Review Summary: Under Neon Loneliness, CHAPTER 8: “People Like You Need to Fuck People Like Me…”
The Manic’s knew failure better than the back of their hands. They set themselves up to fail by initially claiming they would be the biggest band in the world. They lost everything as soon as the enigmatic Richey Edwards removed himself from the public. They absolutely crushed their core fanbase with the prominence of strings and melancholy on This is My Truth Tell Me Yours
, with Know Your Enemy
only serving to harshen the burn. On top of the heavily ignored Lifeblood
, you’d have thought the Manic’s would have been done in 2007- characteristically, they bucked expectations and kindly made up for past misdeeds.
Taking time off between releases, Bradfield and Wire both took to purging themselves of the missteps that riddled their respective writing corners. Bradfield released his solo record The Great Western
, an album of tracks influenced by the likes of New Order or Electronic- cold synths rubbed shoulders with personal introspection via the conduit of it all, The Great Western, a train he’d ride to see his dying mother. Wire released I Killed the Zeitgeist
, a rabble rousing and audacious album of The Jam-inspired punk rock spirit. Fresh, both were now ready to start anew.
As such, Send Away the Tigers
feels like a heartfelt apology to every fan they’d ***ed around and made look in odd directions over the years. At 10 tracks and just under 40 minutes long, Tigers
is carefully constructed pop that fits the ‘Everything Must Go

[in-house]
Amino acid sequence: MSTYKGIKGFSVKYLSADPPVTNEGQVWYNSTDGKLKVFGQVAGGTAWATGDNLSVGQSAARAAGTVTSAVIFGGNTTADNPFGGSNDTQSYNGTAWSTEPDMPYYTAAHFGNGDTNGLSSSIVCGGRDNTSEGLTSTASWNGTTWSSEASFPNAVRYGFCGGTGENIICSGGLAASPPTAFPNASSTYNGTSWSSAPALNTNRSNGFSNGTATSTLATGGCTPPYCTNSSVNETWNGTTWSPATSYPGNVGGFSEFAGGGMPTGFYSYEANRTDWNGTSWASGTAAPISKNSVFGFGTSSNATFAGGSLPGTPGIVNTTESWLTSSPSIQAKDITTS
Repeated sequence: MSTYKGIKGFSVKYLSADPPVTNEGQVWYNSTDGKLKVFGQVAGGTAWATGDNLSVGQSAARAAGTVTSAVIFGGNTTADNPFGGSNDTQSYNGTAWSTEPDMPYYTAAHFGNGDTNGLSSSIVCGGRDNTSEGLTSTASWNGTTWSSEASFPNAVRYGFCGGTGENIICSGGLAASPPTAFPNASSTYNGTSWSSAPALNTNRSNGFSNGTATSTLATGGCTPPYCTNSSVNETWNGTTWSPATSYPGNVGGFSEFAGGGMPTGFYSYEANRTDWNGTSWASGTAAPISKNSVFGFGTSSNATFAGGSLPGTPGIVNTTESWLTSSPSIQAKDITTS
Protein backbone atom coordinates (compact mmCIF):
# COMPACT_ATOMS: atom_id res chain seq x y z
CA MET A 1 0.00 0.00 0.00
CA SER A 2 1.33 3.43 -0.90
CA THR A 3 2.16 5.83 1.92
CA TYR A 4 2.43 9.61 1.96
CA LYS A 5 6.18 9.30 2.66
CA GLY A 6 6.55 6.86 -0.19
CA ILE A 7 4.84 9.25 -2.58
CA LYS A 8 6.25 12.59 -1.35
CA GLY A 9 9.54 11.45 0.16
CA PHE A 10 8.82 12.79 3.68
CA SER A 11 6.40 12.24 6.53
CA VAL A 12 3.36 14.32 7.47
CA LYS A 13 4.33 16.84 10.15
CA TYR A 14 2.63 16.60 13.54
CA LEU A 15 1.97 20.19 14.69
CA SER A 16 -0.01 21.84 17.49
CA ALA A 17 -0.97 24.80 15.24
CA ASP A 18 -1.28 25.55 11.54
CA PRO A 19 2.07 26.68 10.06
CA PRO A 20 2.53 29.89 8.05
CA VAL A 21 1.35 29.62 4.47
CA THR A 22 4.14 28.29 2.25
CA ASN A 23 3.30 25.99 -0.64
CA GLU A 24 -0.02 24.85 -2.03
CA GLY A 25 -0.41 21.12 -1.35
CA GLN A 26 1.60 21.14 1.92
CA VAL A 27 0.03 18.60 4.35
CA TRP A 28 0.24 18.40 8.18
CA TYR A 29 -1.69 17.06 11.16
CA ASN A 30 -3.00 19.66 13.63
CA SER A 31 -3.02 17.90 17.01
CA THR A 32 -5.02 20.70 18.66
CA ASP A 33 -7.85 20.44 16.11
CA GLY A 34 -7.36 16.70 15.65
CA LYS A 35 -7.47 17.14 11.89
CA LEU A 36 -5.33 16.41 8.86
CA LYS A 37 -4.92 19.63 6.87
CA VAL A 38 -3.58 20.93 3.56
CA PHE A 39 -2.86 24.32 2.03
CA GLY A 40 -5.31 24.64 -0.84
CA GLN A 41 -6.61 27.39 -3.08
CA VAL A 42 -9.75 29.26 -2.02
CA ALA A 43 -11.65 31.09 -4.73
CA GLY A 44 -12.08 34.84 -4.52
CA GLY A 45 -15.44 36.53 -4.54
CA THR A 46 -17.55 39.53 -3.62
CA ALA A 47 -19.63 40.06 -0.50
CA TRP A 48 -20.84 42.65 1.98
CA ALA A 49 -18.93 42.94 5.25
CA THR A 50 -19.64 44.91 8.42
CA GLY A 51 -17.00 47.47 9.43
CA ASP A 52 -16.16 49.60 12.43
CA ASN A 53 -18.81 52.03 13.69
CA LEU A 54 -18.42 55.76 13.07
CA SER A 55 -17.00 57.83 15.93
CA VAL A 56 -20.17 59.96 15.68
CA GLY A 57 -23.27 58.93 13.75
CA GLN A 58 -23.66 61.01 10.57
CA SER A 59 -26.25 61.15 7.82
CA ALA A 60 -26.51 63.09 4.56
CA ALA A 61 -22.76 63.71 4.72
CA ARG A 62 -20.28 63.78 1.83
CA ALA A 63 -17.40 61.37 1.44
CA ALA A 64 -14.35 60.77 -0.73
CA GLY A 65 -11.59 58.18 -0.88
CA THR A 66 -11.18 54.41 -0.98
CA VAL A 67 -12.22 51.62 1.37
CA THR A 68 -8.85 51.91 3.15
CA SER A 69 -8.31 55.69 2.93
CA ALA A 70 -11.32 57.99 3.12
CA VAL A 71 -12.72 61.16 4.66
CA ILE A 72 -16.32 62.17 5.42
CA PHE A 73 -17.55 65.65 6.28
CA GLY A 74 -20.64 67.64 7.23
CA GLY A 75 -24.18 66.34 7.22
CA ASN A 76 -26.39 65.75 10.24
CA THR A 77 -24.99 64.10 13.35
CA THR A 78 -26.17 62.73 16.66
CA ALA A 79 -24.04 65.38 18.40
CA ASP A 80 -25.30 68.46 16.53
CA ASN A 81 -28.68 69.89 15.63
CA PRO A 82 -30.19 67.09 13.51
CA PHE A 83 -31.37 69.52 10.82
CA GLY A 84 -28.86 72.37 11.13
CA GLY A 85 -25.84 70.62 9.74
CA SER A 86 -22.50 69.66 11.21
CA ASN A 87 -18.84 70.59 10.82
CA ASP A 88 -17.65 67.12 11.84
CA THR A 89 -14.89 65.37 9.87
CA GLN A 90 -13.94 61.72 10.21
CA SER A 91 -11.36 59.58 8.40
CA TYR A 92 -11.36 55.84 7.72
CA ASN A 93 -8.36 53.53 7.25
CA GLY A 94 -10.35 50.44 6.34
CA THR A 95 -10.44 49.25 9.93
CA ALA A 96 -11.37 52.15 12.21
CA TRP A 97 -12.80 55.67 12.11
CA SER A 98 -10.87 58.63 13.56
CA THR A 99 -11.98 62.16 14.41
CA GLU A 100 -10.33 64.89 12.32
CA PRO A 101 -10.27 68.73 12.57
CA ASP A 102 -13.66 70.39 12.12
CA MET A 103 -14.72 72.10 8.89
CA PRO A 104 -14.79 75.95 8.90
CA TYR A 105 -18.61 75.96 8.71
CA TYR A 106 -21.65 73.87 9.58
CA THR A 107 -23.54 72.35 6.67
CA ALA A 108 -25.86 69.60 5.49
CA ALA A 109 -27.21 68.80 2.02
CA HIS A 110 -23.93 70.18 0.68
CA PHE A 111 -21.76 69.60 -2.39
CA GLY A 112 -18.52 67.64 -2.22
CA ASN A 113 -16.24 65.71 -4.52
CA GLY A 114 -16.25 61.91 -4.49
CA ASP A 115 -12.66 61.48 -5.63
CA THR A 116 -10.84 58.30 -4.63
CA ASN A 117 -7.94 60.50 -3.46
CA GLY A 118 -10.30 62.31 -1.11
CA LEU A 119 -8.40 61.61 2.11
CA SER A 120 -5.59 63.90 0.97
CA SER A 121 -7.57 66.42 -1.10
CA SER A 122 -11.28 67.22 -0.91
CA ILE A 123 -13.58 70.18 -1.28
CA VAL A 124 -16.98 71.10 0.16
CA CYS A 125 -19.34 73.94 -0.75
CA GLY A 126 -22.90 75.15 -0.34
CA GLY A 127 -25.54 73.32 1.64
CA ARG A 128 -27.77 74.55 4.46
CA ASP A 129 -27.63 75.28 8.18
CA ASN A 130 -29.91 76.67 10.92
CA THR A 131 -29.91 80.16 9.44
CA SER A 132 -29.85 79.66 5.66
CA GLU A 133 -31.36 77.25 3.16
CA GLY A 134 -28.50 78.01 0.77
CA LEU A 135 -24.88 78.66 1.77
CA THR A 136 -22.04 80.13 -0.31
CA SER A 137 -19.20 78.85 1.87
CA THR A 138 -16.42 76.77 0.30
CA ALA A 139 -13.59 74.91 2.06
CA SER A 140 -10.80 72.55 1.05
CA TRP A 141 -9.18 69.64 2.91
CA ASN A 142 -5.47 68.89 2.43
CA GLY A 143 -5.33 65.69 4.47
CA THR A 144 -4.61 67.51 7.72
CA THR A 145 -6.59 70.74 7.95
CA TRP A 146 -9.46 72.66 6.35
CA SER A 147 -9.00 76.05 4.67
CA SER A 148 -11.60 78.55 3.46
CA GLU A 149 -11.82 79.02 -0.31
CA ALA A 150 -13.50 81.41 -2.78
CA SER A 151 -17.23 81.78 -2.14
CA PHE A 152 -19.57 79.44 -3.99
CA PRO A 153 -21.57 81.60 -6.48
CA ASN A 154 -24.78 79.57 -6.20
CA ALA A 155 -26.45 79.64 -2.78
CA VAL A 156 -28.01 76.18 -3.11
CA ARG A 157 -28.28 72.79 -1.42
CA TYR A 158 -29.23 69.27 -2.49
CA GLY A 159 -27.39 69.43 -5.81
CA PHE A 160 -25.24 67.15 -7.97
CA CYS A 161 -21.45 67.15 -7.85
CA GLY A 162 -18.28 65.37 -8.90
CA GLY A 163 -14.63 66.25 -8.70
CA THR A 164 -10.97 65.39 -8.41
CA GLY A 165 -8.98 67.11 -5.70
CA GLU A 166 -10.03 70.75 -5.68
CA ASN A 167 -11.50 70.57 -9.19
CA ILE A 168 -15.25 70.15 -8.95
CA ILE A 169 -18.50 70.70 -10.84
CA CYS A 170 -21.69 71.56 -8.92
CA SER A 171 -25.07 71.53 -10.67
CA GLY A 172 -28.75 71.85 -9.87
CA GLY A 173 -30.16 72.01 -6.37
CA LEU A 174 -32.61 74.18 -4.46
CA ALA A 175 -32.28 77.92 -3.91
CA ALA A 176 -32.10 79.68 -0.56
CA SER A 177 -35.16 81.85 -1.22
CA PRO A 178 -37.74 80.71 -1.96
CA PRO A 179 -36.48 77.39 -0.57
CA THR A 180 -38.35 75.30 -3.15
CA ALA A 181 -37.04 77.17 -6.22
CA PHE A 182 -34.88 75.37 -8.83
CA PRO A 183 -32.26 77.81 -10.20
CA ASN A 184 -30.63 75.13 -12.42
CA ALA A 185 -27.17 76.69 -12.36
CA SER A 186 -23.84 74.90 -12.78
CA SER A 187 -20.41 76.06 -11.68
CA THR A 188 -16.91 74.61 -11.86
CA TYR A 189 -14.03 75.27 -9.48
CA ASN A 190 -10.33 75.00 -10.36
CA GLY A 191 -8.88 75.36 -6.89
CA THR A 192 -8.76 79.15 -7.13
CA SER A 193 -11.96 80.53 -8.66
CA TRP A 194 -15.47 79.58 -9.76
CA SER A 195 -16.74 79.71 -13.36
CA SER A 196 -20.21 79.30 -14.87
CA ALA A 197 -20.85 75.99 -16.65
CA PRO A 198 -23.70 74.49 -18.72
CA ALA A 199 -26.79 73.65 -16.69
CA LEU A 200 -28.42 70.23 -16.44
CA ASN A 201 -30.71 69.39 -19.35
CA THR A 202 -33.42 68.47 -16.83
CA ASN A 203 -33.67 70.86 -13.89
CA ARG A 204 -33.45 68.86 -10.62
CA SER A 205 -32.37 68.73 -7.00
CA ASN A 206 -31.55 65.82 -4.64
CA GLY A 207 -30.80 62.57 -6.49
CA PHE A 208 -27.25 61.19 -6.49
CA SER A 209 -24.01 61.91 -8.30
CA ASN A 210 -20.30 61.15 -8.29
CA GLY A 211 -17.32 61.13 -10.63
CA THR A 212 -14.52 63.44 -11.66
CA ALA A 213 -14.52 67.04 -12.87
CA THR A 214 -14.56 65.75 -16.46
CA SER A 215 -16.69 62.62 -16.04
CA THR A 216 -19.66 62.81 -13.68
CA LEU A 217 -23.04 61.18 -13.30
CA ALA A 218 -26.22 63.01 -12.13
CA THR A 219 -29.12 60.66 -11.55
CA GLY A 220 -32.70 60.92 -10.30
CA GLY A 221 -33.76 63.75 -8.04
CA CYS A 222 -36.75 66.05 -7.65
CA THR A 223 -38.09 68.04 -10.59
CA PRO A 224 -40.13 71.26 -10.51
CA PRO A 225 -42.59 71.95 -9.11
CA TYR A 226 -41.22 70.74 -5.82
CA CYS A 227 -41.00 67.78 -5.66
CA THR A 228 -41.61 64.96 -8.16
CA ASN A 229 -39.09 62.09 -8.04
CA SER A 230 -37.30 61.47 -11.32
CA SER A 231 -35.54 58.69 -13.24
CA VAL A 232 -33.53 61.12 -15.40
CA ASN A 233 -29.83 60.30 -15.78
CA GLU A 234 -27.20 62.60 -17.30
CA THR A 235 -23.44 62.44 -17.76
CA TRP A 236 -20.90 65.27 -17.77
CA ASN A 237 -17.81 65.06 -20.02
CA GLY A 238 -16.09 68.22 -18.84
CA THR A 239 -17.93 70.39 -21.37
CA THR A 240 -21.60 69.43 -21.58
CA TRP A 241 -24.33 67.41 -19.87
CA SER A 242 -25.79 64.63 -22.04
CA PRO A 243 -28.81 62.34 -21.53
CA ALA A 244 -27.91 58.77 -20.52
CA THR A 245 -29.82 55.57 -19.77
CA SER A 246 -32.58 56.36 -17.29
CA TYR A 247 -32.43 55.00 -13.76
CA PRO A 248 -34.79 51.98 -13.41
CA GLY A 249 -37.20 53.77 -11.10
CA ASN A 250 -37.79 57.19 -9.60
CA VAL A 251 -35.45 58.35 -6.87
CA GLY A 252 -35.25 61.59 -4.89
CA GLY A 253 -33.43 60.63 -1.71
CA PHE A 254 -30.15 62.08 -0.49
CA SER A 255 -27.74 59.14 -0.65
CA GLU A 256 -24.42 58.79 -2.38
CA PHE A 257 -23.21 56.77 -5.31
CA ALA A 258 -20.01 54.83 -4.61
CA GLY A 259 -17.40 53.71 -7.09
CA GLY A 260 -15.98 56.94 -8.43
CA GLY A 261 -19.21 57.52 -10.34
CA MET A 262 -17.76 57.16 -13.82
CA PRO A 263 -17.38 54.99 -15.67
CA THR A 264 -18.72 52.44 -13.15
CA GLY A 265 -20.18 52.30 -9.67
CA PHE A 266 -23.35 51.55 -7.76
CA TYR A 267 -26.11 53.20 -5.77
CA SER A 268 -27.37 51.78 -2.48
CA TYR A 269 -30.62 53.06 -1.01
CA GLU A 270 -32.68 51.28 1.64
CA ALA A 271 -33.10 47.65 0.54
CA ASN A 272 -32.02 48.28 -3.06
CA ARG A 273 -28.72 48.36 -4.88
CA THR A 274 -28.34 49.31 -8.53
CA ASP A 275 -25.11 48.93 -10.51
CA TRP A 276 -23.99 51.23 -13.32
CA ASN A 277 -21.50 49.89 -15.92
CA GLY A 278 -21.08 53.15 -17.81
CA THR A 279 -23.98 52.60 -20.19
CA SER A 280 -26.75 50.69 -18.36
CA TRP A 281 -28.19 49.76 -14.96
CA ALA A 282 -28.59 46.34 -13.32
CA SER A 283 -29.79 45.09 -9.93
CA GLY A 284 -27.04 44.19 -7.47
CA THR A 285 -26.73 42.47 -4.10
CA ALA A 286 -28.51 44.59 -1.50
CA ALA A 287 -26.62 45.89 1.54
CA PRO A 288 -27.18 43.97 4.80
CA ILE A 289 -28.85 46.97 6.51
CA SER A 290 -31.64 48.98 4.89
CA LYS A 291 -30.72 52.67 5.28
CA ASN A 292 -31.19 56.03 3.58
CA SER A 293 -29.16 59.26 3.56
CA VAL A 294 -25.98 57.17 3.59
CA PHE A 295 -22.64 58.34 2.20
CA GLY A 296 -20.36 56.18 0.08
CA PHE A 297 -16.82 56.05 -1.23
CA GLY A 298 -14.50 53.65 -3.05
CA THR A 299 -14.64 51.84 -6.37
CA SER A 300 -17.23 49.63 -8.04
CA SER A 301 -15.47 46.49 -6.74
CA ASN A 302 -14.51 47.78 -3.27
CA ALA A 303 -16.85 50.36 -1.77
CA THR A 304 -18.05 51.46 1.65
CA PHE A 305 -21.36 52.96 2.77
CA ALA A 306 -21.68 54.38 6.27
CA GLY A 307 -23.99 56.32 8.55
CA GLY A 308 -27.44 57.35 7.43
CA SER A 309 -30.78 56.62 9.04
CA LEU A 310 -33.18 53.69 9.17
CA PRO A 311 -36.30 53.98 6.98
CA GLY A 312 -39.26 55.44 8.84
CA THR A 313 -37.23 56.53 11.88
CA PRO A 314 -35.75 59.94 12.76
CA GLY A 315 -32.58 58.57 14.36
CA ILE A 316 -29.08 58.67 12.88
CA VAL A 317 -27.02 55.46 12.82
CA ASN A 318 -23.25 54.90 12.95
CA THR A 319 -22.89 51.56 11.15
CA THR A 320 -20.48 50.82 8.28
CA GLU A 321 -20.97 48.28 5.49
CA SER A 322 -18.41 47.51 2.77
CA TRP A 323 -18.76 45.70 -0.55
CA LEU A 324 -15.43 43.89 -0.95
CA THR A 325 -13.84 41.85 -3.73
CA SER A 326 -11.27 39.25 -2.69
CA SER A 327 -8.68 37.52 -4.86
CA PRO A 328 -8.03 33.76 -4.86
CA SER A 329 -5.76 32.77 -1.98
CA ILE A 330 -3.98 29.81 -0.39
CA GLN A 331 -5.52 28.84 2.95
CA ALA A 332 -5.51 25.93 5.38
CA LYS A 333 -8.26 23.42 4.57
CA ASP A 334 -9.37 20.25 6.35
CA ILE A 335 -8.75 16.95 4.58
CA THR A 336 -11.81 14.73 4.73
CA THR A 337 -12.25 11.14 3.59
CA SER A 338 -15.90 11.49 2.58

meets Generation Terrorists
’ manifesto set out upon. Hooks real you in like fish on bait at the choruses, with the crunching chug of “Underdogs” proving to be one of the bands punchiest singles in years. Likewise, “Imperial Bodybags”, “Rendition” and the title track all prove without question that the Manic’s can still bounce with effervescent energy and rock the Gibson Les Paul in vicious fashion.
Apart from the moments of straight forward uplifting pop and hard rock however, Send Away the Tigers
stifles its own identity by simply being far too simplistic for its own good. Nicky Wire pens some of his worst lyrics in some time, with the prettiness of tracks such as “I’m Just a Patsy” and “Your Love Alone Is Not Enough” being undermined by the newly rudimentary pen of Wire. Of course, Wire is nothing like Richey Edwards when it comes to lyrics but to say these lyrics deserves more depth is an understatement- they require far more work than is given to them. At times, like the Guns N’ Roses’ idolizing of “Autumnsong”, it seriously undermines the heavy hitting anthemic nature with trashy lyricism to boot.
But to criticize Tigers
for being too simple is a contradiction. If they were to have released the B-Sides for the record, full of experimentation and frugal lyrical depth, the band would have been eagerly torn apart for their lack of earnest and precocious nature to attempt to experiment after their past and its given context. Naturally, Tigers
is the apology the Manic’s fanbase needed at the time, and while post-reunion excitement has seen it age somewhat poorly, it set them up for what is arguably one of Rock & Roll’s finest nostalgia trips and a deserving close to one of the bands most significant chapters.
NEXT: “What if a Married Man ***s a Catholic…"”